Eyebrows have been raised in the city ever since the recent Sunshine List called a former CAO a "Corporate Advisor", a job that does not exist at City Hall.
Both Mayor Al McDonald and current CAO Keith Robicheau have refused to comment on the mystery, citing privacy and personnel issues.
Jerry Knox retired after a controversial end to his run as CAO for the City of North Bay on June 3, 2016. The move did not hit Knox in the pocketbook, though. He made more in 2016 from the City of North Bay than he did while employed by it for all 12 months of 2015.
Said Knox at the time of his December 2015 resignation announcement, "I’m a realist, and this is the right time to go." Knox added that he "no longer had the drive, commitment or burning desire for the job."
In 2015, Knox was paid $199,785 for his role as Chief Administrative Officer. In 2016, Knox served as CAO until his retirement on June 3 and grossed $203,768. Knox is listed as a "Corporate Advisor" on the 2016 sunshine list. Knox made more money in 2016 than any other City employee except Police Chief Shawn Devine, yet retired on June 3.
Lea Janisse served as interim CAO through the end of 2016. Up until June 4, 2016, Janisse was under contract as the City's managing director of corporate services and human resources, a position she has since returned to after the hiring of current CAO Keith Robicheau. Janisse made the 2016 sunshine list with earnings of $175,273.
Attempts to reach Knox and Janisse went unreturned. Both Robicheau and Mayor Al McDonald would not comment due to privacy restrictions.
Were the citizens paying for two CAOs at the same time? If so, a similar case occurred last year, when it was revealed that North Bay paying for two fire chiefs at the same time.
Is "Corporate Advisor" just some fancy terminology for "golden parachute?" City officials confirmed that Knox has been retired since June 3, 2016. He does not have an office at City Hall and cannot be reached through the switchboard. Yet he made more money last year for just over five months work than he did for a full year as CAO in 2015.
Or, was Knox kept on in an advisory role and paid handsomely for it? Knox resigned in the wake of the Memorial Gardens affair, but according to the recent Sunshine Lists, did not suffer financially for his part (as the citizens of North Bay did).
Was the advisory position added just for Knox? Did City Council approve the new hire? City taxpayers have the right to know what their $203,768 bought them in 2016. Did Knox ever work a day under the new title? Did Knox work after he resigned June 3? Is Knox still employed by the City of North Bay as a corporate advisor? Will Knox appear on the 2017 Sunshine List?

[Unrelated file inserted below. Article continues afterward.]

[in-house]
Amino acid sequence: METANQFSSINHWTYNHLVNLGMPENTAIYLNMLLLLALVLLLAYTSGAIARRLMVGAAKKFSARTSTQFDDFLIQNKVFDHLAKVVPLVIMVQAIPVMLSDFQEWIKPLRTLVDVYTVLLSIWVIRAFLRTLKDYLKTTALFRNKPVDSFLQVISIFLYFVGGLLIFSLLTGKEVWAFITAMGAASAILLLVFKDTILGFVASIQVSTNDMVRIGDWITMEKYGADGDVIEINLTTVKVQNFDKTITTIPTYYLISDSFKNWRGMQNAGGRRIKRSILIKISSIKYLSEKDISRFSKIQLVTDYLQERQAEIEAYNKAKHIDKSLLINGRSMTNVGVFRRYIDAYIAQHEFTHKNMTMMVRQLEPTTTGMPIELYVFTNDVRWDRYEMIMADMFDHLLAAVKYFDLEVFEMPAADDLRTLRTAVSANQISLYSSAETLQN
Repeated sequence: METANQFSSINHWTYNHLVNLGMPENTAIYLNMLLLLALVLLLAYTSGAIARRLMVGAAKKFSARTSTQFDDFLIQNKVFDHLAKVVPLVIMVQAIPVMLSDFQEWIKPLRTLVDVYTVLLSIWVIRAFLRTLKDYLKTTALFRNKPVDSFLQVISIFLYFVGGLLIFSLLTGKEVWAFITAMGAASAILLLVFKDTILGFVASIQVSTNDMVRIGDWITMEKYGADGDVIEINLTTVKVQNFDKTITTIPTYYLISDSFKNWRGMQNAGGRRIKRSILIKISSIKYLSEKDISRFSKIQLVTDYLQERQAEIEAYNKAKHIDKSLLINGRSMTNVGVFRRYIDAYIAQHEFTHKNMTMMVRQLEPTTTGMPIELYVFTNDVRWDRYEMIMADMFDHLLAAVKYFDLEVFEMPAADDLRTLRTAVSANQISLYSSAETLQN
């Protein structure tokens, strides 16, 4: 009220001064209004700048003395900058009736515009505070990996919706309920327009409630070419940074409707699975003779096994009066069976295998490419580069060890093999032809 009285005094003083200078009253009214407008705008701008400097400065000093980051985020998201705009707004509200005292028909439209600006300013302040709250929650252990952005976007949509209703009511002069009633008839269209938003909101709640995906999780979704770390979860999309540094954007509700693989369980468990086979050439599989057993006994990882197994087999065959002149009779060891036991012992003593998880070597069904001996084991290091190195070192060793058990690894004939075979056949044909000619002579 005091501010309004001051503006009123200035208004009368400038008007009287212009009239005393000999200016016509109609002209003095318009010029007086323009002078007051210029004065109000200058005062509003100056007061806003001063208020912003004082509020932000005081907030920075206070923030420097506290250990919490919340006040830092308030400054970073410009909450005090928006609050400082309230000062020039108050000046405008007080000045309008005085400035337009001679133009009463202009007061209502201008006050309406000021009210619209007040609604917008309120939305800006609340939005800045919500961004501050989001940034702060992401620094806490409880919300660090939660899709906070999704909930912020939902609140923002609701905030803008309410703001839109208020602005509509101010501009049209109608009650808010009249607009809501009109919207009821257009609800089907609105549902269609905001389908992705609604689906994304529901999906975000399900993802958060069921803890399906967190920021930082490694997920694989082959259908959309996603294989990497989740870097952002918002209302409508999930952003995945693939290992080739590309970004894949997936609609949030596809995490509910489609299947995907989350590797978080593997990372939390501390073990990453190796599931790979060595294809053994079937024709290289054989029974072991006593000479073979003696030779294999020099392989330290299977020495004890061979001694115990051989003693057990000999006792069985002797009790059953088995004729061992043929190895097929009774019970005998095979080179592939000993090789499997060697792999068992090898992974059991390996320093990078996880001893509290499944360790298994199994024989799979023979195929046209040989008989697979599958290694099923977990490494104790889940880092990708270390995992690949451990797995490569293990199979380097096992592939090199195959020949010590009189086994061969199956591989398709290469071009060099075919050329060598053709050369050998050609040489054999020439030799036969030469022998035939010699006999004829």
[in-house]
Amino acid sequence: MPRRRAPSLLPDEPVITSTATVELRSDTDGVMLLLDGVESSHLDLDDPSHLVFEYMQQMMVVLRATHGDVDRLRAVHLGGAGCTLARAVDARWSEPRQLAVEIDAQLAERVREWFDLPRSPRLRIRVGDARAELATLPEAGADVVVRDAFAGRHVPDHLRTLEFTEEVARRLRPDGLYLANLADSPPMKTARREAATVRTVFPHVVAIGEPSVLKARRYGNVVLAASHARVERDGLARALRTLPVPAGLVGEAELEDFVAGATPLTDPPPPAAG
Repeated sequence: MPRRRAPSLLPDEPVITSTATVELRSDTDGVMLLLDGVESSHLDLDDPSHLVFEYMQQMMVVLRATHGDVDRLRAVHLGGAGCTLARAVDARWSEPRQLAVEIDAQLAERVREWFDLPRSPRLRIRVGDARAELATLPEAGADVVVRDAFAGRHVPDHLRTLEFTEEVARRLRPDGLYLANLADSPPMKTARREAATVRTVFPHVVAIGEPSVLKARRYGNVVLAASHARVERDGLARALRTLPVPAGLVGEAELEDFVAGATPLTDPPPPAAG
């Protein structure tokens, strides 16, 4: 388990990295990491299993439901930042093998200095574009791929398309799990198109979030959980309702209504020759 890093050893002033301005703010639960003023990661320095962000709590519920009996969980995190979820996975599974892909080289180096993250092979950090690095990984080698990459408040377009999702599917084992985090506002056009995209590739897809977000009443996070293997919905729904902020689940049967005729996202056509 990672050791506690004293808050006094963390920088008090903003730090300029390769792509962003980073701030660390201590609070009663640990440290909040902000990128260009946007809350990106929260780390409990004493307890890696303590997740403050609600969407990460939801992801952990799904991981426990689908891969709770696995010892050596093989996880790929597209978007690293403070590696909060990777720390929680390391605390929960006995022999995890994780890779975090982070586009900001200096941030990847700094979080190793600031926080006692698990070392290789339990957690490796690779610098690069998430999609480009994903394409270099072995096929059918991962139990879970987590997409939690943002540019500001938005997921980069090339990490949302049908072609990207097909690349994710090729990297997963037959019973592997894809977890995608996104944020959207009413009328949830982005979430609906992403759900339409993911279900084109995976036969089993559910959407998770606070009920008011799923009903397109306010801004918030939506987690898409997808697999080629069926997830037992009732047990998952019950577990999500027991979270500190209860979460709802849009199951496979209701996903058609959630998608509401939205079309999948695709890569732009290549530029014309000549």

In December 2015, the Gardens situation weighed heavily in his decision to retire as CAO. From a BayToday article published December 9, 2015, the day of Knox's resignation announcement:
"Despite Knox's accomplishments, this past couple of years had been overshadowed by the Memorial Gardens fiasco.
At the time, Dec. 10th 2013, he said, 'City Council was told on a number of occasions that the Memorial Gardens project was within the allocated budget. Just last night Council was advised of the $16.2 M. The Mayor and Council are justified in any feelings of disappointment, concern, frustration and embarrassment and the need to require accountability.
'This situation is very unfortunate; a grave mistake has taken place which demands accountability and serious consequences. With the Managing Director (Peter Chirico) recovering from surgery, there is a process we will need to follow in a way that is fair and protects the organization.'
Despite that need and the promise of 'serious consequences,' no-one has ever been held publicly accountable for the mess."
Union-protected City salaries and sweetheart retirement and vacation accrual packages have become obscene. There are some talented individuals among the ranks, but is true value ever derived from some of the enormous salaries collected at City Hall?
Essential services are being scaled back every year in the name of keeping levies lower, but salaries at City Hall continue to rise. Where is the tipping point? How can people so far out of touch with the financial realities of living in North Bay continue to be tasked with making decisions for the have-nots?